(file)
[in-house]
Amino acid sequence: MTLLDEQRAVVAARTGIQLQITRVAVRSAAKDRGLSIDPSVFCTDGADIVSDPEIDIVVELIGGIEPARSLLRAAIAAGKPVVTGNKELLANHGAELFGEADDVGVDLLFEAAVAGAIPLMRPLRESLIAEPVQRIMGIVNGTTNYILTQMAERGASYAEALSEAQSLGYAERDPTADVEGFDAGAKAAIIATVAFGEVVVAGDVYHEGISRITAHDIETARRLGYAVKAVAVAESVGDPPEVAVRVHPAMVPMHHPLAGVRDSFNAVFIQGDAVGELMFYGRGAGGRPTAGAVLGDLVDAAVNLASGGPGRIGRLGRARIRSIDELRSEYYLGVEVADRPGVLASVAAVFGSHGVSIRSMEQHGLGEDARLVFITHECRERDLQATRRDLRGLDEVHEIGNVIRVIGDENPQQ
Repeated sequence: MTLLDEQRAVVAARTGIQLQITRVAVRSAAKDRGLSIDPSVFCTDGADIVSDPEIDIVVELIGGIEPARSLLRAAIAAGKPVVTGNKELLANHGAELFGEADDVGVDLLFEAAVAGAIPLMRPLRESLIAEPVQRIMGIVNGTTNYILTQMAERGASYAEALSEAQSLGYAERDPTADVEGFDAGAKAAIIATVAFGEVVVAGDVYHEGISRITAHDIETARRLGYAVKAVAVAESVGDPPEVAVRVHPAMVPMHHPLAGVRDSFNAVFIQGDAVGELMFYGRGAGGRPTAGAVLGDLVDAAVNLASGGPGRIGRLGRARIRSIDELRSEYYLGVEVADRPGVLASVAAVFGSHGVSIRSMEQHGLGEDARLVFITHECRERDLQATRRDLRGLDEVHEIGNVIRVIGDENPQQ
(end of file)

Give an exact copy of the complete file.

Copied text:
[in-house]
Amino acid sequence: MTLLDEQRAVVAARTGIQLQITRVAVRSAAKDRGLSIDPSVFCTDGADIVSDPEIDIVVELIGGIEPARSLLRAAIAAGKPVVTGNKELLANHGAELFGEADDVGVDLLFEAAVAGAIPLMRPLRESLIAEPVQRIMGIVNGTTNYILTQMAERGASYAEALSEAQSLGYAERDPTADVEGFDAGAKAAIIATVAFGEVVVAGDVYHEGISRITAHDIETARRLGYAVKAVAVAESVGDPPEVAVRVHPAMVPMHHPLAGVRDSFNAVFIQGDAVGELMFYGRGAGGRPTAGAVLGDLVDAAVNLASGGPGRIGRLGRARIRSIDELRSEYYLGVEVADRPGVLASVAAVFGSHGVSIRSMEQHGLGEDARLVFITHECRERDLQATRRDLRGLDEVHEIGNVIRVIGDENPQQ
Repeated sequence: MTLLDEQRAVVAARTGIQLQITRVAVRSAAKDRGLSIDPSVFCTDGADIVSDPEIDIVVELIGGIEPARSLLRAAIAAGKPVVTGNKELLANHGAELFGEADDVGVDLLFEAAVAGAIPLMRPLRESLIAEPVQRIMGIVNGTTNYILTQMAERGASYAEALSEAQSLGYAERDPTADVEGFDAGAKAAIIATVAFGEVVVAGDVYHEGISRITAHDIETARRLGYAVKAVAVAESVGDPPEVAVRVHPAMVPMHHPLAGVRDSFNAVFIQGDAVGELMFYGRGAGGRPTAGAVLGDLVDAAVNLASGGPGRIGRLGRARIRSIDELRSEYYLGVEVADRPGVLASVAAVFGSHGVSIRSMEQHGLGEDARLVFITHECRERDLQATRRDLRGLDEVHEIGNVIRVIGDENPQQ